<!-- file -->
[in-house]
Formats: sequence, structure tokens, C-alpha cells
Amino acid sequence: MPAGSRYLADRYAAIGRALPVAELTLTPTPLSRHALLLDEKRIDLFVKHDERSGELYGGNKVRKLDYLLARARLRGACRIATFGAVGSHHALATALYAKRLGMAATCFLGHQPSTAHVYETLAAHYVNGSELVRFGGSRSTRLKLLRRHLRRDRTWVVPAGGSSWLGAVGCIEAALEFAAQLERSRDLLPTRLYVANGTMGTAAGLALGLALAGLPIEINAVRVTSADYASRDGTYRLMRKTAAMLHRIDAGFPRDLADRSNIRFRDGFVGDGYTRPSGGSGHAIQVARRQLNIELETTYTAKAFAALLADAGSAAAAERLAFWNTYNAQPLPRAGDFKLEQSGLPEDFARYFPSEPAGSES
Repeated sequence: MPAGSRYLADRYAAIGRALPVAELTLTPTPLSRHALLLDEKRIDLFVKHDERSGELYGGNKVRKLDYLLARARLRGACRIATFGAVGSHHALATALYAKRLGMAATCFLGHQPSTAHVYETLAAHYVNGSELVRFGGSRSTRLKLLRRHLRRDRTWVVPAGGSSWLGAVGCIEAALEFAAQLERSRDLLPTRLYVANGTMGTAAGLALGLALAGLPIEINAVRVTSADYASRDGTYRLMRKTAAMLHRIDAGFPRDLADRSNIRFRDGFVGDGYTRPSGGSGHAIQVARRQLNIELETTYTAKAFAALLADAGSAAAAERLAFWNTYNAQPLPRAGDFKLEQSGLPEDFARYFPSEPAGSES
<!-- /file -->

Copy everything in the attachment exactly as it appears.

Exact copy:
[in-house]
Formats: sequence, structure tokens, C-alpha cells
Amino acid sequence: MPAGSRYLADRYAAIGRALPVAELTLTPTPLSRHALLLDEKRIDLFVKHDERSGELYGGNKVRKLDYLLARARLRGACRIATFGAVGSHHALATALYAKRLGMAATCFLGHQPSTAHVYETLAAHYVNGSELVRFGGSRSTRLKLLRRHLRRDRTWVVPAGGSSWLGAVGCIEAALEFAAQLERSRDLLPTRLYVANGTMGTAAGLALGLALAGLPIEINAVRVTSADYASRDGTYRLMRKTAAMLHRIDAGFPRDLADRSNIRFRDGFVGDGYTRPSGGSGHAIQVARRQLNIELETTYTAKAFAALLADAGSAAAAERLAFWNTYNAQPLPRAGDFKLEQSGLPEDFARYFPSEPAGSES
Repeated sequence: MPAGSRYLADRYAAIGRALPVAELTLTPTPLSRHALLLDEKRIDLFVKHDERSGELYGGNKVRKLDYLLARARLRGACRIATFGAVGSHHALATALYAKRLGMAATCFLGHQPSTAHVYETLAAHYVNGSELVRFGGSRSTRLKLLRRHLRRDRTWVVPAGGSSWLGAVGCIEAALEFAAQLERSRDLLPTRLYVANGTMGTAAGLALGLALAGLPIEINAVRVTSADYASRDGTYRLMRKTAAMLHRIDAGFPRDLADRSNIRFRDGFVGDGYTRPSGGSGHAIQVARRQLNIELETTYTAKAFAALLADAGSAAAAERLAFWNTYNAQPLPRAGDFKLEQSGLPEDFARYFPSEPAGSES